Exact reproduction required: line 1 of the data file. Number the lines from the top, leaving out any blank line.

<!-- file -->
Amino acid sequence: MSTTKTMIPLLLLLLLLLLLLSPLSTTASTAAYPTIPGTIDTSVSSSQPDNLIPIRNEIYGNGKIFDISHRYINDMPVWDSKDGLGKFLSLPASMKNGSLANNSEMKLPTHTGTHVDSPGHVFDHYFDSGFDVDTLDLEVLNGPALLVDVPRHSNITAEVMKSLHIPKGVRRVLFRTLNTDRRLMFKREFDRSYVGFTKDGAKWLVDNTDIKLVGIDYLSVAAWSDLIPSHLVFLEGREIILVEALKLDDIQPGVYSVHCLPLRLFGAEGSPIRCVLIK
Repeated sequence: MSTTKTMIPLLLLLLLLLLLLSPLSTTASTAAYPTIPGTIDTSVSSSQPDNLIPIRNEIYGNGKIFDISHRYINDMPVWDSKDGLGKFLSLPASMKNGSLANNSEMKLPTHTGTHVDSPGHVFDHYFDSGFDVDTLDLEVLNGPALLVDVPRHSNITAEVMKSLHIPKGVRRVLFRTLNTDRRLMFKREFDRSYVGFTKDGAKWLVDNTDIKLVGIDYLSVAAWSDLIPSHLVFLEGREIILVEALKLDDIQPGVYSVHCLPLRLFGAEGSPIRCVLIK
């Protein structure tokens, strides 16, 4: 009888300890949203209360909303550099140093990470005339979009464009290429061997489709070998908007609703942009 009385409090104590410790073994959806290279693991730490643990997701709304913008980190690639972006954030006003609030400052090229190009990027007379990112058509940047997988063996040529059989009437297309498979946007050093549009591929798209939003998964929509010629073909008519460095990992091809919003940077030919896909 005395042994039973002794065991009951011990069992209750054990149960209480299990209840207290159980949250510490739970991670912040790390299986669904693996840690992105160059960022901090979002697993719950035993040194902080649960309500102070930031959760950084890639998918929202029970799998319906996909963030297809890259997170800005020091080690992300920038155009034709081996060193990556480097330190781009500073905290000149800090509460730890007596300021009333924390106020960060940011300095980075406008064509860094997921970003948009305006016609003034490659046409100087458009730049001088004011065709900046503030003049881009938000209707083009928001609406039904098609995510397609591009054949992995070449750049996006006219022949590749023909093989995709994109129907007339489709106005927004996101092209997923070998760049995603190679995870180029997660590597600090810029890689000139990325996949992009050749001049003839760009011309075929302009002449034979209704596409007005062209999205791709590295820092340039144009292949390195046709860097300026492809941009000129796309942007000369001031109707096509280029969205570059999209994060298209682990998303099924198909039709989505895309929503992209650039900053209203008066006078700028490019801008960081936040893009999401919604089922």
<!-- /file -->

Amino acid sequence: MSTTKTMIPLLLLLLLLLLLLSPLSTTASTAAYPTIPGTIDTSVSSSQPDNLIPIRNEIYGNGKIFDISHRYINDMPVWDSKDGLGKFLSLPASMKNGSLANNSEMKLPTHTGTHVDSPGHVFDHYFDSGFDVDTLDLEVLNGPALLVDVPRHSNITAEVMKSLHIPKGVRRVLFRTLNTDRRLMFKREFDRSYVGFTKDGAKWLVDNTDIKLVGIDYLSVAAWSDLIPSHLVFLEGREIILVEALKLDDIQPGVYSVHCLPLRLFGAEGSPIRCVLIK